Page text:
5) Get a bank account in a supported EU nation such as UK or Germany, Talk to your own bank or one of the bigger banks in Slovenia, they might have offices or partners in a supported country and thus they can set things up for you (One of the bigger swedish banks provide such a service for companies and individuals selling on Amazon through their german offices). If your bank can't help you then you'll have to contact a foreign bank yourself. EU banks are not allowed to refuse EU citizens from opening an account just based on their nationality (They can refuse based on where you actually live but plenty of banks do offer accounts to residents in other EU countries so it shouldn't pose a big problem if you shop around a bit)

 

I'd recommend selling through a EU country as you can move capital freely between EU countries. (Banks are not allowed to charge a higher transfer fee for EU transfers than they do for national transfers)




#5146819 watercyfle

Posted by SimonForsman on 14 April 2014 - 01:04 AM

If this is for school you really should do it yourself.

 

If it is not for school you should use the classifieds section if you want to hire a programmer.




#5146345 Can't publish Android App from my country, can I use my friend in the US?

Posted by SimonForsman on 11 April 2014 - 11:40 AM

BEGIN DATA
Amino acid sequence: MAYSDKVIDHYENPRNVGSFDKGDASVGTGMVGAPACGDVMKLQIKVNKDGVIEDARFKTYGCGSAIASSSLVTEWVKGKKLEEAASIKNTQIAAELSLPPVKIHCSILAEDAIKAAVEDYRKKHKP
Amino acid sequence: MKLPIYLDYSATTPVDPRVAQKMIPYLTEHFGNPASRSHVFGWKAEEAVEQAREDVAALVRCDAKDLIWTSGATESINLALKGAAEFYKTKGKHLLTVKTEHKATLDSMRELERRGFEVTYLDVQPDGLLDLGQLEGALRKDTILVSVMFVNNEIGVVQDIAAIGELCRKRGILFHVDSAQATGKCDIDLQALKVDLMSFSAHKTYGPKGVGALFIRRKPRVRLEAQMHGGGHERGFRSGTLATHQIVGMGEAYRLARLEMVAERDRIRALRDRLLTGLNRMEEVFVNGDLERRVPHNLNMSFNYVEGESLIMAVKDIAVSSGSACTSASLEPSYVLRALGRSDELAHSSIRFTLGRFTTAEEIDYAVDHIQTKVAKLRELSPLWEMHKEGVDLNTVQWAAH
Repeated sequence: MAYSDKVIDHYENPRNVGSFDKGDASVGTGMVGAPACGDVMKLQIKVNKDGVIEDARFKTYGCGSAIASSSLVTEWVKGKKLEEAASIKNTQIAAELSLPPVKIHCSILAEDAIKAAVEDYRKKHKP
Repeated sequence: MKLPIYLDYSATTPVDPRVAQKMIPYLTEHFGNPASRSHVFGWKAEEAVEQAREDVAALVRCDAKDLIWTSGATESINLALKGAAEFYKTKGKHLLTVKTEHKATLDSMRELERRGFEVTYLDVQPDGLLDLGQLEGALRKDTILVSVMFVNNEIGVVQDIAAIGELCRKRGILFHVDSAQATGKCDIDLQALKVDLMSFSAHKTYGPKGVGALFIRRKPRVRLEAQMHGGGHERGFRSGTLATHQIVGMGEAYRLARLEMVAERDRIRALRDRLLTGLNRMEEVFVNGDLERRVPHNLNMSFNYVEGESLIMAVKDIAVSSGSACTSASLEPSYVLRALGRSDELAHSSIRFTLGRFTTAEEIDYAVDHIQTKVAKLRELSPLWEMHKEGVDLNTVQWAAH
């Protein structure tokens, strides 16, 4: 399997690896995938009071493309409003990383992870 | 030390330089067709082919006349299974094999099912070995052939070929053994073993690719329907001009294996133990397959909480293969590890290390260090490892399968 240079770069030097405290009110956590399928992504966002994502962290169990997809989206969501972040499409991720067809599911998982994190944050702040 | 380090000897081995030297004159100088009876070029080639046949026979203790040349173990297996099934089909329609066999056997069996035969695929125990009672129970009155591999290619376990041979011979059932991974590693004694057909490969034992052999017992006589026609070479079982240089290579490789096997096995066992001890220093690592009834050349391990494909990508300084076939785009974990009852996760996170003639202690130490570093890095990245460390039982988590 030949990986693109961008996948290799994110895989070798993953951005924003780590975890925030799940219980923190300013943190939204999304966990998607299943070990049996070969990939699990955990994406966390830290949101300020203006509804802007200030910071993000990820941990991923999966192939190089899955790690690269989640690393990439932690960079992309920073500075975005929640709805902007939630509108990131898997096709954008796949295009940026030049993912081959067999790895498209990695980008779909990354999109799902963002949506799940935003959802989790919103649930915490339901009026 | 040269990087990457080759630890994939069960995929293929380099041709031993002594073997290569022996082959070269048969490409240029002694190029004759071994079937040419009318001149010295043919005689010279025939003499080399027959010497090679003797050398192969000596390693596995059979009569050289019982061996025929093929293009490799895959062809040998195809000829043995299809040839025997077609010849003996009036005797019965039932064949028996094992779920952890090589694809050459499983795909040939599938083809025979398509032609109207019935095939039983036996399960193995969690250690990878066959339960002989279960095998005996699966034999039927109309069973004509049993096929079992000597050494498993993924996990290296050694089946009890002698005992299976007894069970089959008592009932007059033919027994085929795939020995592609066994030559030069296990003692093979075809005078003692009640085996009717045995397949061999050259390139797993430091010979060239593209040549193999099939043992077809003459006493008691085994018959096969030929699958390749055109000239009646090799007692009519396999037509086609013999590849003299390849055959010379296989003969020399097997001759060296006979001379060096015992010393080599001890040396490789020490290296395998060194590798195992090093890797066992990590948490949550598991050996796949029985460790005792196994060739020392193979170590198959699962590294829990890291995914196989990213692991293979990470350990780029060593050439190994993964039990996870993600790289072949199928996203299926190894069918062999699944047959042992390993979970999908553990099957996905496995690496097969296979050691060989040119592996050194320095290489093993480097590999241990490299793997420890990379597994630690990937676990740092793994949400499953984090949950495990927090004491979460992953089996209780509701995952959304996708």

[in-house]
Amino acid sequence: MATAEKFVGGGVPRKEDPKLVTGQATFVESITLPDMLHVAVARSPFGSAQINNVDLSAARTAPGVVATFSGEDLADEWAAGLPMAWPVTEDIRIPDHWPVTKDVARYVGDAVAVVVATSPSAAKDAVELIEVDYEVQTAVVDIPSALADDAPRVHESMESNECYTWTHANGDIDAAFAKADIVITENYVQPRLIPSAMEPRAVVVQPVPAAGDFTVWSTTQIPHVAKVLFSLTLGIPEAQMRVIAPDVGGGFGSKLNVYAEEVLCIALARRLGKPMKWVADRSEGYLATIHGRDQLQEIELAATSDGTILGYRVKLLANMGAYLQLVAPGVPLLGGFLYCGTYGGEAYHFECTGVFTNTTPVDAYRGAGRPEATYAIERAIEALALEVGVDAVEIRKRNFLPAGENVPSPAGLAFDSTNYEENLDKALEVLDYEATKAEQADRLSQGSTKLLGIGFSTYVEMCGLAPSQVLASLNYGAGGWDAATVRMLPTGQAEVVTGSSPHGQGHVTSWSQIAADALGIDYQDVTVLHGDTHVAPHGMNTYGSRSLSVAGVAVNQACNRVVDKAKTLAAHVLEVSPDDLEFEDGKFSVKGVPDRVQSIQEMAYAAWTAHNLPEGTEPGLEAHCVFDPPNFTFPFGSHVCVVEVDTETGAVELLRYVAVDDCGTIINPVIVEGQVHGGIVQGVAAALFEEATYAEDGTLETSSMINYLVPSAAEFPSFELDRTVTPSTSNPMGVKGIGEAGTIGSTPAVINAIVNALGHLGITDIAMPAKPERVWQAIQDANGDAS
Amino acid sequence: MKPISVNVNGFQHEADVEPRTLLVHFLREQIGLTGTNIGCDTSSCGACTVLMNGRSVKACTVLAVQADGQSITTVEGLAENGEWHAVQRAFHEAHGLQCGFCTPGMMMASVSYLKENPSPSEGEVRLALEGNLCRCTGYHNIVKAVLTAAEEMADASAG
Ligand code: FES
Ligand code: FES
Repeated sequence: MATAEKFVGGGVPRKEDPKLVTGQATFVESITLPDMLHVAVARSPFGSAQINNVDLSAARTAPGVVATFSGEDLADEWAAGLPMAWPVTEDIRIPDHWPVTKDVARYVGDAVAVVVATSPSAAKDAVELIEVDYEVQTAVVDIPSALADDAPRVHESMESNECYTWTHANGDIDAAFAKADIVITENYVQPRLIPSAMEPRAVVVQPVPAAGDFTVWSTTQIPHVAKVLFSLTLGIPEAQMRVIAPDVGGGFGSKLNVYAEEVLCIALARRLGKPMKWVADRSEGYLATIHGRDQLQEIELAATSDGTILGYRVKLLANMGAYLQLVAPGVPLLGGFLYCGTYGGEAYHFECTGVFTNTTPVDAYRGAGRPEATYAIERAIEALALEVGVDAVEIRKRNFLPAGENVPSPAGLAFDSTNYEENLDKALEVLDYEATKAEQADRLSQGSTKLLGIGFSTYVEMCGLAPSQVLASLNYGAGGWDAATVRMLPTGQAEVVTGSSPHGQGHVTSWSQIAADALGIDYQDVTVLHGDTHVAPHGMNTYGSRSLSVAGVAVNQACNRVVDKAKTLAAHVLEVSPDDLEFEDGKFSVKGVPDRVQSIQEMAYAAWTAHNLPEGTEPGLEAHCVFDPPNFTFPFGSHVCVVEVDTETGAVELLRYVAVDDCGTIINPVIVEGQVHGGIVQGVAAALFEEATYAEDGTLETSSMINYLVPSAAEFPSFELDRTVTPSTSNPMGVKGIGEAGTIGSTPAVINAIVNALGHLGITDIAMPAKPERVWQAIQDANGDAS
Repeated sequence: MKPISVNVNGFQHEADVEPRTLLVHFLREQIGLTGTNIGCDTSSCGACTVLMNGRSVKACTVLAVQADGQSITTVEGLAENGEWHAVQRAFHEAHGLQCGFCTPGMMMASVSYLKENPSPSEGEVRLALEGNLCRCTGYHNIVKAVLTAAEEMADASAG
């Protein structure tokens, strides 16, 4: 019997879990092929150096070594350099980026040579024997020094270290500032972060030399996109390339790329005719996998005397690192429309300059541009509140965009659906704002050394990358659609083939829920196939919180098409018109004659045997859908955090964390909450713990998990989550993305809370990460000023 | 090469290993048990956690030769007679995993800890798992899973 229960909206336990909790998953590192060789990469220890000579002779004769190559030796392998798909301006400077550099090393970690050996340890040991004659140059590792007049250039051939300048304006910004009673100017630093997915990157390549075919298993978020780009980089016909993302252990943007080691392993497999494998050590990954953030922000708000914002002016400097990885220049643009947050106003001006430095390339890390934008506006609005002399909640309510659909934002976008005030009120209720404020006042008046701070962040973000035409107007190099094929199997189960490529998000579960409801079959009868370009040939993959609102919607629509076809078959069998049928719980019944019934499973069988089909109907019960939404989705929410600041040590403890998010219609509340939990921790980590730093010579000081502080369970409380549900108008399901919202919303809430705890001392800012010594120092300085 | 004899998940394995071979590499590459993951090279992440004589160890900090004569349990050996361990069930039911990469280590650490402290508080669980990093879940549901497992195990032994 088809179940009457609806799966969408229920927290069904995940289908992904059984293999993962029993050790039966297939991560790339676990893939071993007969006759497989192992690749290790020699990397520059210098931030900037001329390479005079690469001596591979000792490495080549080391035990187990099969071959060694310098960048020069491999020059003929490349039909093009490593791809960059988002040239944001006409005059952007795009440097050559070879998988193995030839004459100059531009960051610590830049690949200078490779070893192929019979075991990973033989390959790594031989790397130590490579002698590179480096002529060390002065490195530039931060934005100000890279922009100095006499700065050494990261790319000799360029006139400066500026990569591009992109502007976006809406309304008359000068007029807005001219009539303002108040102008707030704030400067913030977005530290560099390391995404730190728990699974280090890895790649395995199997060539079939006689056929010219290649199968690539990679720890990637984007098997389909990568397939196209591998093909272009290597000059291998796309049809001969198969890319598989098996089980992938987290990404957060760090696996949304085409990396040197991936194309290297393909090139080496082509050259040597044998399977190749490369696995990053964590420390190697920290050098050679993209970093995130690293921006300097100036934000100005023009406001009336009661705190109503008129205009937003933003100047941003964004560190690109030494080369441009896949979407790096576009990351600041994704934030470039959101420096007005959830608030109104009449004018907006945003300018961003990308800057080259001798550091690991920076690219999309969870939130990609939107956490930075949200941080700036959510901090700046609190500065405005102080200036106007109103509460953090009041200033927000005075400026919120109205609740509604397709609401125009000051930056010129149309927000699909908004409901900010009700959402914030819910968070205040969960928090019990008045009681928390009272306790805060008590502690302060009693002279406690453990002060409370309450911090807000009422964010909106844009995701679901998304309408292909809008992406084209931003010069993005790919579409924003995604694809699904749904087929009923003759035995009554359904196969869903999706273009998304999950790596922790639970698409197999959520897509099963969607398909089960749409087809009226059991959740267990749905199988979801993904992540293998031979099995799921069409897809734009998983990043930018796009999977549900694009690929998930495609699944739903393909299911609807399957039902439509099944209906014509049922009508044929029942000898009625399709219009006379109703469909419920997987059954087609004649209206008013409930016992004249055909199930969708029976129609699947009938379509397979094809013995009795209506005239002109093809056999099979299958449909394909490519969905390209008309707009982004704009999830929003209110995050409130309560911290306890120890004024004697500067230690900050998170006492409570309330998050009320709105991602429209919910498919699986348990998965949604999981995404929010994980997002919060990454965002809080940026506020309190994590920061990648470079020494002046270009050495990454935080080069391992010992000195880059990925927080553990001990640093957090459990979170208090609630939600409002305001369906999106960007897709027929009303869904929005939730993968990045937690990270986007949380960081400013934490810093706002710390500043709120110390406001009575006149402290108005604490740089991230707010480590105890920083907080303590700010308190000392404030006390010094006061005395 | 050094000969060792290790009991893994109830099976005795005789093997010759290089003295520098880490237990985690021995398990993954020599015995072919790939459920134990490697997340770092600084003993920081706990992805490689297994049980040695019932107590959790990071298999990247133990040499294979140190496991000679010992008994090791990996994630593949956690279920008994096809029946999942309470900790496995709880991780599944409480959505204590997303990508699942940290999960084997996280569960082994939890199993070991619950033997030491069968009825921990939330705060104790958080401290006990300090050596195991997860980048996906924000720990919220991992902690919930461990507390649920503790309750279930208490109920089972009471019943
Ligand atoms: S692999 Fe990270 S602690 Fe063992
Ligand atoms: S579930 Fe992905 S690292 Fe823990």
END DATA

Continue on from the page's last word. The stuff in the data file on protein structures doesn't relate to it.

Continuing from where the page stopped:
I see. I live in Slovenia.

 

Where could I find this kind of information / should I rather ask a lawyer in my country?

 

I don't think the US has any trade sanctions against slovenia so it should be legal, as long as you both pay any applicable taxes properly.




#5146238 Static as substitute of private members.

Posted by SimonForsman on 11 April 2014 - 07:12 AM

 


Static is not a replacement for private in C. Declaring and defining them only in the .C file is.

 

Don't they need to be declared static inside the .C file so that they only visible from within that compilation unit.

 

 

No, each compilation unit is compiled individually, a variable has to be declared as extern to become accessible across compilation units.

 

Edit: Sorry, obviously incorrect.




#5146035 Unreal supports Linux

Posted by SimonForsman on 10 April 2014 - 12:16 PM

On the gaming consumer side:
Hopefully SteamOS isn't really that different from other Linux distros, so that SteamOS-compatible games would run on Ubuntu, etc.


It is just a trimmed down debian based linux distribution with the steam client, Real time kernel patches and a custom compositor, from an applications point of view it is just another debian based OS.